Living with atopic skin can be difficult, and never more so than during a ‘flare-up’ when symptoms are at their worst. This article looks at what we mean by a ‘flare-up’ and explains the two distinct phases of atopic skin. It examines the factors most likely to trigger a flare-up and makes informed suggestions to help you calm and care for skin when it is at its most irritable.
What is a flare-up?
Atopic Dermatitis has two distinct phases. A flare-up is one of the terms used to describe the phase when skin is at its most irritable.
A flare-up is also known as the ‘active phase’ or `acute phase` of the disease and symptoms include the following:
- Itchy or intensely itchy skin. It may be sore too, and some people experience a burning sensation.
- A rash that appears dry, red and flaky. It can be uneven or swollen and may bleed mildly.
Skin can flare up on any part of your body but the rash is most common on the face, scalp, neck, décolleté/chest, hands, wrists, the knee cavities and elbow folds. You can read more in Facial Atopic Dermatitis, Atopic Dermatitis on the head and scalp, Atopic Dermatitis on the hands and Atopic Dermatitis on different parts of the body. Symptoms also vary according to age and you can discover how in Atopic Dermatitis in babies and children and Adult Atopic Dermatitis.
Flare-ups versus not acute phases
The flare-up phase is by far the most distressing of the two phases and can effect sufferers both physically and psychologically. You can read more in How Atopic Dermatitis affects sleep and quality of life.
The length of a flare-up varies from person to person and, thankfully, there are steps you can take to soothe skin during a flare-up as well as to reduce the severity of flare-ups and prolong the period between them. The period between flare-ups is known as the non-acute phase and you can read more about it in Understanding Atopic Dermatitis.
What causes or triggers a flare-up of Atopic Dermatitis?
Atopic Dermatitis is an inflammatory dry skin disease. Largely genetic, it is linked to a compromised skin barrier function and an immune disorder. Environmental irritants and allergens can trigger a reaction in those already disposed to Atopic Dermatitis. You can find out more about the causes in Understanding Atopic Dermatitis.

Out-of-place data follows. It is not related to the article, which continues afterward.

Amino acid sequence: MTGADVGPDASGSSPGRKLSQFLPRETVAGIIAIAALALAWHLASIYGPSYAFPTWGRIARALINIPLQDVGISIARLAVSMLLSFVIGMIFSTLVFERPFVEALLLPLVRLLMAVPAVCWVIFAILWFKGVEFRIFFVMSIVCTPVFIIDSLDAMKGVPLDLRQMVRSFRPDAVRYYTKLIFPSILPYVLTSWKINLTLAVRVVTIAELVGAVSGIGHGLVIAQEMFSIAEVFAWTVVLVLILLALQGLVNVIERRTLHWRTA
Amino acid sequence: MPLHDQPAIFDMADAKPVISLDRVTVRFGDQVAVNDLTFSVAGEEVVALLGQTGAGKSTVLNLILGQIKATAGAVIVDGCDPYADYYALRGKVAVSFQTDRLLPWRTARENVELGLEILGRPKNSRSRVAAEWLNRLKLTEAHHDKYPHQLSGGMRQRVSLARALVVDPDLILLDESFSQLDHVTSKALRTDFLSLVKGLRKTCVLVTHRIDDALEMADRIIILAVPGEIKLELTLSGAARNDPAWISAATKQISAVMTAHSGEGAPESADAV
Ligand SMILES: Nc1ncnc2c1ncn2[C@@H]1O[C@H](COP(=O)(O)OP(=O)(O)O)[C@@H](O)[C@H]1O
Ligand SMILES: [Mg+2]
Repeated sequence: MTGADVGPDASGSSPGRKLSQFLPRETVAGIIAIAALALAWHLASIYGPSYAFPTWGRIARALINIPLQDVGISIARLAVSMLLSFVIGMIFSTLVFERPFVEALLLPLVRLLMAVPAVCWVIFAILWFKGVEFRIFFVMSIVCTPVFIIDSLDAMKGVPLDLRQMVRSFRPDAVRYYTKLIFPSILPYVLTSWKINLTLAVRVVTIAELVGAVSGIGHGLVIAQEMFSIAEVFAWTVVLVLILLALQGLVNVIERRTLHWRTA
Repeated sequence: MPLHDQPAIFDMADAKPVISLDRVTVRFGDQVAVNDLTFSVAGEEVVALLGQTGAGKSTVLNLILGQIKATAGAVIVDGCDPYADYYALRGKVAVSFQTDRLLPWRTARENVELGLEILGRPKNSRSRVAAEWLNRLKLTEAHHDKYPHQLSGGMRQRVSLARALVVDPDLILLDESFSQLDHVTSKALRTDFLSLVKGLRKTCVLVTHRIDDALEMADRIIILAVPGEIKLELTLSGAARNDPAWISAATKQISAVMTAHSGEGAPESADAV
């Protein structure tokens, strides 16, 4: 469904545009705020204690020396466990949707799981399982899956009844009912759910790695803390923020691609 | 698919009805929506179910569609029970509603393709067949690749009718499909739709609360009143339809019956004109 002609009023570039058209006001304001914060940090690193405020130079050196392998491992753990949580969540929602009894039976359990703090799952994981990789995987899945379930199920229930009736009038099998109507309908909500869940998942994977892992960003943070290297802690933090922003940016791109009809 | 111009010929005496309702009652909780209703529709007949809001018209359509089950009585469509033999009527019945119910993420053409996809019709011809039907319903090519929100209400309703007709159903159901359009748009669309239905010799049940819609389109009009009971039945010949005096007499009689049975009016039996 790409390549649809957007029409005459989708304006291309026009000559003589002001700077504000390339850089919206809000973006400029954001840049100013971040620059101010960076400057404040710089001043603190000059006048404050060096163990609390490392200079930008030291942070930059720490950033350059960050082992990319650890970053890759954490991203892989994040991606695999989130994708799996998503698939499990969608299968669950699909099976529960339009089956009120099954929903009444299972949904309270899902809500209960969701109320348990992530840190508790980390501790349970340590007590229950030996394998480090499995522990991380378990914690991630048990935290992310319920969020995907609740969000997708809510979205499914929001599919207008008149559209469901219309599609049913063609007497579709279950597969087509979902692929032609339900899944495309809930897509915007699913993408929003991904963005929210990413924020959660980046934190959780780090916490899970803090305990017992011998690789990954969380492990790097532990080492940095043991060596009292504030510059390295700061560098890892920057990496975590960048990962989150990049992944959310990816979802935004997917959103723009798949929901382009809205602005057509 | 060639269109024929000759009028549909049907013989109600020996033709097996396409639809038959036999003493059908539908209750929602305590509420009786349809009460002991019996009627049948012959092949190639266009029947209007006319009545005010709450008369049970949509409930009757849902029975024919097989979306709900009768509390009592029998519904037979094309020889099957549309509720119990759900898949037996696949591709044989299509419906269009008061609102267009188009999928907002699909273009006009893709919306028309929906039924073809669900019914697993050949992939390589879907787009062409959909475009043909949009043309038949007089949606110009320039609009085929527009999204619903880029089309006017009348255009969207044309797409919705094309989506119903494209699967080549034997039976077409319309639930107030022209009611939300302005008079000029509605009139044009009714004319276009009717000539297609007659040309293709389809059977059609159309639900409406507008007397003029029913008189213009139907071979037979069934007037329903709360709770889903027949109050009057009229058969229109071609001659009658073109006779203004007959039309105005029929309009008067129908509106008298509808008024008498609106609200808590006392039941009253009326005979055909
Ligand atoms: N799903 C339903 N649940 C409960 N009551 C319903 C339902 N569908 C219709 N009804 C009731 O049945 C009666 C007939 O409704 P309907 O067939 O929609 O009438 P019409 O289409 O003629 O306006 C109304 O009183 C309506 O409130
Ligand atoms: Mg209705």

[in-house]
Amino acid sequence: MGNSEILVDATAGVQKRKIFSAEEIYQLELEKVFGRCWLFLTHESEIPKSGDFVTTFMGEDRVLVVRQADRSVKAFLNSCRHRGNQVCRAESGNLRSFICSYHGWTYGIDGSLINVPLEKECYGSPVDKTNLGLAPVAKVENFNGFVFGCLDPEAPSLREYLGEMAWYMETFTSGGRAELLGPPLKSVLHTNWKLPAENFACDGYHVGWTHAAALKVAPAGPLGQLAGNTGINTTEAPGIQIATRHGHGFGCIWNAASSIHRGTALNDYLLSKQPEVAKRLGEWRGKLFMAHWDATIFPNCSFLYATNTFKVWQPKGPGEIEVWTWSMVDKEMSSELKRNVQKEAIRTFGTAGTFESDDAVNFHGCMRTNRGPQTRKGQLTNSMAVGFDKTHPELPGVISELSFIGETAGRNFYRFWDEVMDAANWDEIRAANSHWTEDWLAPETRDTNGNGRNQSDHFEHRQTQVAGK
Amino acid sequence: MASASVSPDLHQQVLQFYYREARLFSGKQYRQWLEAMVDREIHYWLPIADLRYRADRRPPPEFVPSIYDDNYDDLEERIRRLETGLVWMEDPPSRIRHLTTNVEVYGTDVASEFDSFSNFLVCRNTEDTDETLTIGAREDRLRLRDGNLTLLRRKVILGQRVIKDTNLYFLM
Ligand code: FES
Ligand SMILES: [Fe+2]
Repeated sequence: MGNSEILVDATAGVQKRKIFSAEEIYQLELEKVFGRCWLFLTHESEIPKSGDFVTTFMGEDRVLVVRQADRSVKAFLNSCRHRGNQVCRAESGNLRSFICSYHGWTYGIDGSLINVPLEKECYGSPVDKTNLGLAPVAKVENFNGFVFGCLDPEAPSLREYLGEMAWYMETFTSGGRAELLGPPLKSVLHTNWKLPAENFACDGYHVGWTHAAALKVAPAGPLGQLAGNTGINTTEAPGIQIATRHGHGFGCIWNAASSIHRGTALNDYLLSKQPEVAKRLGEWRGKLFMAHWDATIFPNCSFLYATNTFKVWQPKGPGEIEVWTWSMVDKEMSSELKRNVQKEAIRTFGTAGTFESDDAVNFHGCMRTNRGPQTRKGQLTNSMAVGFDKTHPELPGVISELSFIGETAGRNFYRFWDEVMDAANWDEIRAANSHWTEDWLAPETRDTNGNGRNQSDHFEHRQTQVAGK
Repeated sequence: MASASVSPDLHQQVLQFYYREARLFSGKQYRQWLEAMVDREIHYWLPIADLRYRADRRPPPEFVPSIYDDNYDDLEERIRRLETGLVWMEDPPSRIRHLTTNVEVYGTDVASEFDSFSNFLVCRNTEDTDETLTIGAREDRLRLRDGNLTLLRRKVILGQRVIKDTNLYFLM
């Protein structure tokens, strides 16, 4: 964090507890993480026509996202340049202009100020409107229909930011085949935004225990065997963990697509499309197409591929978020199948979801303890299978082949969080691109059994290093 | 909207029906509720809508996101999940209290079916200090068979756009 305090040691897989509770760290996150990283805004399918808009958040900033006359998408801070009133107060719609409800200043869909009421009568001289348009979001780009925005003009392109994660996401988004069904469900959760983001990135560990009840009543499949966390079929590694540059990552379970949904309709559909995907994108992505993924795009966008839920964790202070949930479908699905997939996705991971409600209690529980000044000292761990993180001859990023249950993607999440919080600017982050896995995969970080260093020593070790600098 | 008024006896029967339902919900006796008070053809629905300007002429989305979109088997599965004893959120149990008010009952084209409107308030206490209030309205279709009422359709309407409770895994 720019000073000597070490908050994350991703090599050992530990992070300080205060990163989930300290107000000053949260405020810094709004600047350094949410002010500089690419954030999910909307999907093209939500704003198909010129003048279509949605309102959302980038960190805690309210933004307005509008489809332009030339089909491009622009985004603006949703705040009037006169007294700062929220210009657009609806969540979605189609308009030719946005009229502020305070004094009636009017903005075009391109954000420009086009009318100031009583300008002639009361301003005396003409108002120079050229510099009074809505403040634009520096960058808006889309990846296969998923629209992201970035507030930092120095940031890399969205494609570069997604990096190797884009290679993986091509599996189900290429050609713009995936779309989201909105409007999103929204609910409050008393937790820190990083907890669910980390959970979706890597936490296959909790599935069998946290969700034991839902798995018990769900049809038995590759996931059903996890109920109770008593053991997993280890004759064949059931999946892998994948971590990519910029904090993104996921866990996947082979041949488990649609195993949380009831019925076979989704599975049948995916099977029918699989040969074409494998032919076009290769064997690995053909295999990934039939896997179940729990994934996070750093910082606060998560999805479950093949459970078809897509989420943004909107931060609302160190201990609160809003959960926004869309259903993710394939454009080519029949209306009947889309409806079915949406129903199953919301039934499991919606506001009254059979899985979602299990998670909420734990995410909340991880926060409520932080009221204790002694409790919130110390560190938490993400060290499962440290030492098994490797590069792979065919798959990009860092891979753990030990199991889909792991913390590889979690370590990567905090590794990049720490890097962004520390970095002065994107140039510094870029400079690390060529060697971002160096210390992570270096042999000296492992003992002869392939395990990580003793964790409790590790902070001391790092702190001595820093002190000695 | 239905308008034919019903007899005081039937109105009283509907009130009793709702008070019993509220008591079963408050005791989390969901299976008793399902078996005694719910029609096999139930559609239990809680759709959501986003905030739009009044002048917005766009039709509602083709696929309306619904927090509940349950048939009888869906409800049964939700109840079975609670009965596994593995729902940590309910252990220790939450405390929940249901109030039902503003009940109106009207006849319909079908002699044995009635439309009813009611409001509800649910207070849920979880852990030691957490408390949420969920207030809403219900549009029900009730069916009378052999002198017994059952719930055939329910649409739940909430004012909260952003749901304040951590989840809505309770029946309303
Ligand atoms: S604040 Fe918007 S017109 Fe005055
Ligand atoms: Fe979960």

As a result of its compromised barrier, atopic skin struggles to retain essential moisture and lipids. It dries out even more and is even less able to protect against external influences. Skin becomes prone to irritation and infection and, because people with atopic skin already have a weakened immune system, they are less able to combat these irritants and more prone to allergic reactions.
There are many different factors that can trigger a flare-up and make symptoms worse. These vary from person to person but may include:
Climate and pollution: Changes in temperature, hot and humid climates and the air pollution typical of cities have all been known to exacerbate the condition.
Sweat: Sweat can irritate skin’s surface and cause itching and irritation.
Stress: Sufferers often report that their skin is more likely to flare-up when they are stressed. And, of course, the itchier their skin becomes, that stress is likely to increase.
Allergies: House mites, pollen and/or dust can all trigger a flare-up. You can find out more about the relationship between Atopic Dermatitis and asthma and hay fever in Understanding Atopic Dermatitis. The possible link between diet and Atopic Dermatitis is a controversial one, but some people report that certain types of food and drink make their skin worse. The most commonly allergenic foods are eggs, milk, peanuts, wheat, soy, tree nuts, shellfish and fish1,2.
Cigarette smoke: Both smoking and passive smoking can worsen symptoms
Fabrics: Synthetic, non-breathable fabrics such as nylon and Lycra can irritate skin. And itchy wool can too.